It has been a while since I got all you readers up-to-date with the latest lingo in Silicon Valley. So 'let's get current'.
For some romantics, Valentine's Day could have led to value-added relationships.
How you measure margin in relationships is beyond me, but maybe I have not worked out the Ts&Cs properly.
When they first meet, Silicon Valley people ask: 'What's your space?' It is a question that doesn't refer to body mass or the number of spare rooms in your house, but what you do for a living. It implies that your job is not something you do, but rather something you are.
If you think you have a great idea for venture capitalists in the Valley, you need to pass the elevator test. If you can't sell the idea, its opportunity and profit potential to important investors in the short time you have with them - often only the time it takes an elevator to travel a few floors - you fail.
Apparently, the obsession with jargon and phrases unique to Silicon Valley is caused by the combination of a lot of technology and a lot of money in this area.
I'll help you show off to the sales and marketing people in your US headquarters by telling you a few more of these phrases next week, but for now, ponder over this one: 'He was sucking his own exhaust.' Perhaps you won't want to find out what that means when we 'get current' next week.
All mouth and no trousers
Your Web page is not somewhere for you to express yourself or discuss what you want - that has become evident from developments in the US recently.
Cameron Barrett, a computer technology lecturer, was teaching a group about the internet and told them they could look at his Web page if they wanted to. They did, and were shocked to read his violent and sexually explicit stories. As a result he was sacked. Another company fired Lizz Sommerfield after she posted a Web page featuring pictures of her in leopard print underwear.
Yet surveys show that porn is driving internet commerce and Playboy is the most popular Website among corporate men in America.
I'd prefer to be shocked by someone's self-expression, which I volunteered to see, than to be shocked by such hypocrisy.
Under the hammer
Ingram Micro's entry into the auction business is never going to threaten Christie's but I wondered why the distributor - a company that teases every last tenth of a per cent out of its prices - wants to sell off kit at prices that it cannot set.
The auction Website will carry new, unopened products, Ingram said, and a reseller claimed it will help it find products which have been discontinued.
The auction will also include returns or products from vendors which do not sell to Ingram.
The intention to clear obsolete products that have not been price protected by the vendor and are just costing Ingram money and warehouse space. So that's it. It may seem like an obvious statement, but the indirect hardware channel should concentrate on selling servers.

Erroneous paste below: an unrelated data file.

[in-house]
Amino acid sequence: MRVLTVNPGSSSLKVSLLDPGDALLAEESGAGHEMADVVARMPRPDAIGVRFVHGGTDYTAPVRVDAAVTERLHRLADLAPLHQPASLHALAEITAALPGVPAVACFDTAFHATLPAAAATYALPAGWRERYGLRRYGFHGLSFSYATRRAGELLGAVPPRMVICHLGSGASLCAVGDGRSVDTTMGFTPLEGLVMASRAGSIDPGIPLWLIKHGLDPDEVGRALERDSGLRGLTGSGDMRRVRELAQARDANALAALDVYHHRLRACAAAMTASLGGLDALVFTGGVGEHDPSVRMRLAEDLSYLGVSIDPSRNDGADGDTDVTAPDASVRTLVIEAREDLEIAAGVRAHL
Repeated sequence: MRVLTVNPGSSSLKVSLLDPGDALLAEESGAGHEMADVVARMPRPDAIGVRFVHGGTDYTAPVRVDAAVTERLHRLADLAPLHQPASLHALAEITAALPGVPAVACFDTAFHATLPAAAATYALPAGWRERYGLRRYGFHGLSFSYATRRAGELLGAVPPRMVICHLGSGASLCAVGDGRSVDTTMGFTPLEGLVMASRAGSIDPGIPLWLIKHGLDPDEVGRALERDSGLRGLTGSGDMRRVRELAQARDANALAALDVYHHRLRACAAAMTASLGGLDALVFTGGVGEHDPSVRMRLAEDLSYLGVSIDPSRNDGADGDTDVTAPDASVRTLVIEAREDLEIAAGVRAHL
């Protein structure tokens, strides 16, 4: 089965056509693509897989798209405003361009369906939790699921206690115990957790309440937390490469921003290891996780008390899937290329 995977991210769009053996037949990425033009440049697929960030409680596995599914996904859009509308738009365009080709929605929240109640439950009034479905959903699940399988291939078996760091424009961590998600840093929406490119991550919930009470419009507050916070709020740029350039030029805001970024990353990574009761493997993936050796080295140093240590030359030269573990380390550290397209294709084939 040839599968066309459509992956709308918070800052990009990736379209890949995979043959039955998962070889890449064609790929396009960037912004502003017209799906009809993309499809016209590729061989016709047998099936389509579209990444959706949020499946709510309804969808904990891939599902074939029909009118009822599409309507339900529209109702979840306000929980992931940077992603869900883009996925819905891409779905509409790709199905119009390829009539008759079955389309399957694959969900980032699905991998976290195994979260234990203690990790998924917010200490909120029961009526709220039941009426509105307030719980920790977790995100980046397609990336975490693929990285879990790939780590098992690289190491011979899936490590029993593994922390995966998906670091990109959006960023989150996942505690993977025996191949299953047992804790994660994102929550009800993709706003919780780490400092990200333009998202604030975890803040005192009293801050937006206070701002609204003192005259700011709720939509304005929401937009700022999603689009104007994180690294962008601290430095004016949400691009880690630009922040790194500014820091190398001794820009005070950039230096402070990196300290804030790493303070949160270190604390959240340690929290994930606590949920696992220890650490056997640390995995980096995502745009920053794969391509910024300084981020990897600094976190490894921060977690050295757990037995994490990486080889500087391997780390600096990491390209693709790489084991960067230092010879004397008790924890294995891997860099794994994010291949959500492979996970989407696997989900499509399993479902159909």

The latest research figures predict that turnover from server sales in the worldwide indirect channel will grow at over 15 per cent for the next two years, compared to just 4.2 per cent growth for direct server sales.
The other tips analysts offer are that Windows NT business is growing fast, distributors will be asked to recruit for vendor channels and Unix shipments will remain strong for the high-end. But the best tip is this: don't spend a small fortune on a report - just read this column.
When you go to the supermarket, are you one of those people who takes advantage of the special offers and buys three of everything, or who can't help but go for the bargain chocolate biscuits? Then, when you get home, you look at the receipt and realise you didn't get a discount at the checkout.
This happens to me all the time and, quite frankly, I find it infuriating.
Nobody wants to complain over a missing 25p discount but it's the principle of the thing, as my grandmother would say.
It is good that we have more convenient options at the checkout, like cash-back, but innovation is everywhere and supermarkets should be offering everything they can to keep the business of people who spend thousands at their shop every year.
If it is any comfort, you are not alone in being ripped off by checkouts - it happens here too. According to a study by a company with no interest in being nice to the supermarkets - the California Public Interest Research Group - local retail scanners overcharged shoppers by $250 million last year due to errors, and an amazing one in 25 transactions led to more money for the supermarket.
At a food marketing show in Los Angeles, NCR will be showing its latest idea for scanners. Others have shown portable scanners for shoppers to carry around, but NCR's latest takes the cashier out of the loop completely. Judging by the state of some cashiers, this is a good idea.
The new equipment allows you to scan stuff yourself. You can sigh huffily when the person in front is slow at putting their shopping through, glare at yourself when you bruise your fruit on the scales and even sign your name Mickey Mouse after you swipe your own credit card. However, the only technology stopping you from scanning kiwi fruit as potatoes is a video system and security guard.
Presumably, the supermarkets will make so much money by laying off their cashiers that they won't mind a few transactions that benefit the shopper for a change.
James Harding is US editor of VNU Newswire, based in San Francisco.
He can be reached at [email protected] or on 00 1 415 306 0879.
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